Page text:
Saturday, May 4 at 11:00am to 4:00pm
Invasive Queer Kudzu: Richmond is a participatory project and exhibition by artist and organizer Aaron McIntosh. In this ongoing project, McIntosh and participants create quilted queer kudzu vines of fabric and wire. Each leaf is adorned with stories of LGBTQ+ contributors and archive documents that celebrate and illuminate Southern queer culture. Using the invasive kudzu vine as an agile metaphor, the project disrupts dominant Southern conservatism and activates the vine—often perceived as monstrous—as a symbol for Southern queer tenacity.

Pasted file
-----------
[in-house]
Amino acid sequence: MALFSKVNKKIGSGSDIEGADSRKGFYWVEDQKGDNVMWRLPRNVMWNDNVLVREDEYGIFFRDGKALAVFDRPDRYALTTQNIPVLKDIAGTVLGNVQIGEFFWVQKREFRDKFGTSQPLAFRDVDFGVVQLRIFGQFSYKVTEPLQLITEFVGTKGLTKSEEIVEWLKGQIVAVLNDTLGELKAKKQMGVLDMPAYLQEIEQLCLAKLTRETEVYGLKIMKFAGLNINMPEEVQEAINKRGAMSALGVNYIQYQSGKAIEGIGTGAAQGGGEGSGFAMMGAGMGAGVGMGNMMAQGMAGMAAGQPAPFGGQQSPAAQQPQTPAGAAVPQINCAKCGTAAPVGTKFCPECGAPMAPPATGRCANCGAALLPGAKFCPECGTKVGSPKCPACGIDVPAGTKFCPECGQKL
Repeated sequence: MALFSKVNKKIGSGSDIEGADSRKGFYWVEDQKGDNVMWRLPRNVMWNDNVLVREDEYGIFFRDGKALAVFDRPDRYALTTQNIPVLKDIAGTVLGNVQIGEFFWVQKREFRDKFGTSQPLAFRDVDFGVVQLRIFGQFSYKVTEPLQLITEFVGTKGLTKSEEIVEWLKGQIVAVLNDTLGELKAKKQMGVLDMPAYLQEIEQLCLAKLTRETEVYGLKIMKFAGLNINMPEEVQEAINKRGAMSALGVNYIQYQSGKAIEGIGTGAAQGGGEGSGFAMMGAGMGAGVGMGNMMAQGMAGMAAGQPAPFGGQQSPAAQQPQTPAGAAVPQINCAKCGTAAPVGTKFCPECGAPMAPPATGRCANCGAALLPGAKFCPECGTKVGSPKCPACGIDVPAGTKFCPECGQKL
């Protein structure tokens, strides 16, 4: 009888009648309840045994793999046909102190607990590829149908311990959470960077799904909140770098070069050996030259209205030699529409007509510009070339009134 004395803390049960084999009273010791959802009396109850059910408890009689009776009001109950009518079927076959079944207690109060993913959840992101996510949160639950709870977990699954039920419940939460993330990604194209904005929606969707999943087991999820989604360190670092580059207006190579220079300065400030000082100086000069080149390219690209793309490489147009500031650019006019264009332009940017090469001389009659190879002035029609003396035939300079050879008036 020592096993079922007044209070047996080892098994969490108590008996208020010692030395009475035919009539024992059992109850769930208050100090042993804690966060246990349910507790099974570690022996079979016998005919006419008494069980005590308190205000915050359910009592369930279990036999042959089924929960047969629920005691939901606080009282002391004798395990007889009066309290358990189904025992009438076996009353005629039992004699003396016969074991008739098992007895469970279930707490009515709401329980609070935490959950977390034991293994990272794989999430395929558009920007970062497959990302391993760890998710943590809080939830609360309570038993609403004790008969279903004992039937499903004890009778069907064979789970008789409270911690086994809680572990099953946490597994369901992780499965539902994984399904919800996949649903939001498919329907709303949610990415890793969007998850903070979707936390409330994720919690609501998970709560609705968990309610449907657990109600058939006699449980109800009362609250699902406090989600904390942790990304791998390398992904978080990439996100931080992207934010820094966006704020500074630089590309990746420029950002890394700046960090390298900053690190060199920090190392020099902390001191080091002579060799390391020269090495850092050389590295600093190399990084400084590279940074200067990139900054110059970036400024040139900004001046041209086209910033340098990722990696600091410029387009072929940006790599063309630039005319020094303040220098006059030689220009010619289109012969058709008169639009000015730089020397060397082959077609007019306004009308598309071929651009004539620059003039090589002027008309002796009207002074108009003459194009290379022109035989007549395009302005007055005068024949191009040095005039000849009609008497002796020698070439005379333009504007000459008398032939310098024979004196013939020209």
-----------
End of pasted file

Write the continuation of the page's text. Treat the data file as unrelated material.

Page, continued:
McIntosh will host a picnic series, open to the public, amongst the vine-covered ruins of the felled Jefferson Davis memorial column. These picnics will take place on weekends throughout the duration of the exhibition and will feature Queer Quilting Bees, where the kudzu story leaves will be quilted by queer people and their allies, as well as lectures and demonstrations by various speakers, community organizers, and kudzu enthusiasts. In this capacity Invasive Queer Kudzu: Richmond is also a platform for shared, yet diverse queer communities across the South to come together and strengthen their networks. By sharing their stories and building vibrant community, they invade and overcome the homophobic institutions that otherwise obscure such rich histories.
319 W Broad St, Richmond, Va, 23220